Magazine article New African

African Development Bank ... You Kidding? This Is the Story of How Africa Got a Development Bank in 1963, Thanks Largely to the Determination of a Visionary Liberian Technocrat, Dr Romeo Horton, Who Would Not Allow Even the World Bank to Browbeat Him on the Issue. Omar Ben Yedder Reports

Magazine article New African

African Development Bank ... You Kidding? This Is the Story of How Africa Got a Development Bank in 1963, Thanks Largely to the Determination of a Visionary Liberian Technocrat, Dr Romeo Horton, Who Would Not Allow Even the World Bank to Browbeat Him on the Issue. Omar Ben Yedder Reports

Article excerpt

As the first African countries gained independence, their pioneering leaders were passionate about the struggle for unity and development. The idea of African unity and the need for an institution for African development can be traced to the "TNT Conference" held in Sanniquelle, Liberia, in 1960. It was called TNT after Presidents Tubman of Liberia, Nkrumah of Ghana and Sekou Toure of Guinea. They argued that without unity, Africa could not develop and pledged all their efforts to bring total independence to Africa.

The establishment of the African Development Bank (ADB) and the Organisation of African Unity (OAU) was fraught with difficulties. There was a consensus that unity was vital for the future development of the continent. But there were disagreements over the speed of reform and the form a united Africa should take.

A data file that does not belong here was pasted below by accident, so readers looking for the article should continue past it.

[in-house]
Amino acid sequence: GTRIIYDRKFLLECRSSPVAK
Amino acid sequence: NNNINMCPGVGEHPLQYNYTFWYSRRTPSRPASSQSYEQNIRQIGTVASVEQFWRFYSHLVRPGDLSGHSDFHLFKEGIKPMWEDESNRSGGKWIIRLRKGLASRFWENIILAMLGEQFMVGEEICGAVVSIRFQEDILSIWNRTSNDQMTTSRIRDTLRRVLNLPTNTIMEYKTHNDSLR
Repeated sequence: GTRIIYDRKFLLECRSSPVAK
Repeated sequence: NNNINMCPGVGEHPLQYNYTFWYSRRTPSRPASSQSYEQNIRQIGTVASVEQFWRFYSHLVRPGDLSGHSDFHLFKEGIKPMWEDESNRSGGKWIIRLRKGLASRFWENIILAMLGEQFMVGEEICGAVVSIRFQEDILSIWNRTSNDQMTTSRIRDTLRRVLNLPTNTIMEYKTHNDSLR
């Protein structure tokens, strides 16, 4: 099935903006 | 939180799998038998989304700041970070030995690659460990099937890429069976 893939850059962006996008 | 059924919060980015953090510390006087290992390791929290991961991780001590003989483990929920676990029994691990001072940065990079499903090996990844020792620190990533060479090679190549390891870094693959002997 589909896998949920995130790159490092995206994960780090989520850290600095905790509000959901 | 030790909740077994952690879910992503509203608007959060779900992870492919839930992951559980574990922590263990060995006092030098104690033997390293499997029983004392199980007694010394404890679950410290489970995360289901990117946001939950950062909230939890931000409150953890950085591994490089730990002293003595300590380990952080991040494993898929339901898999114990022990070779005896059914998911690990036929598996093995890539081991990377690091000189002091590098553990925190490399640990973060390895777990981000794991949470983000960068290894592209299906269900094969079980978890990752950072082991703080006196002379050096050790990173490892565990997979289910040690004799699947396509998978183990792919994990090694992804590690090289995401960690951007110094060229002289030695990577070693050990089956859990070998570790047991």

In 1960, Nkrumah called a summit meeting under the auspices of the King of Morocco in Casablanca. But only the leaders of Morocco, Ghana, Guinea, Mali and Egypt attended. Later that year, the other heads of state, recognising Tubman as the doyen of African leaders, persuaded him to call another summit, which he subsequently did in Monrovia in 1961. The two groups became known as the Casablanca and Monrovia Groups.

On the basis of the discussions in Monrovia, Tubman was asked to devise a charter for unity and development that would be acceptable to the whole continent. It then occurred to a young Liberian technocrat, Dr Romeo Horton, that an African Development Bank could assist in the continent's quest for productive unity and development.

Tubman accepted Horton's proposal and mandated him to seek the endorsement of all the African leaders. When the concept was proposed to the World Bank, Horton and his associate at the time, P. Clarence Parker, a Liberian banker, were met with disdain: "What will an African Development Bank do that the World Bank is not doing or cannot do?" In fact the only reason they managed to organise a meeting at all was because Dr Horton was a friend of the vice-president of the Import Export Bank who arranged a "10-15 minute" meeting.

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The following year, at the second meeting of the Monrovia Group in Lagos, two draft charters--for the OAU and the ADB--were presented. …

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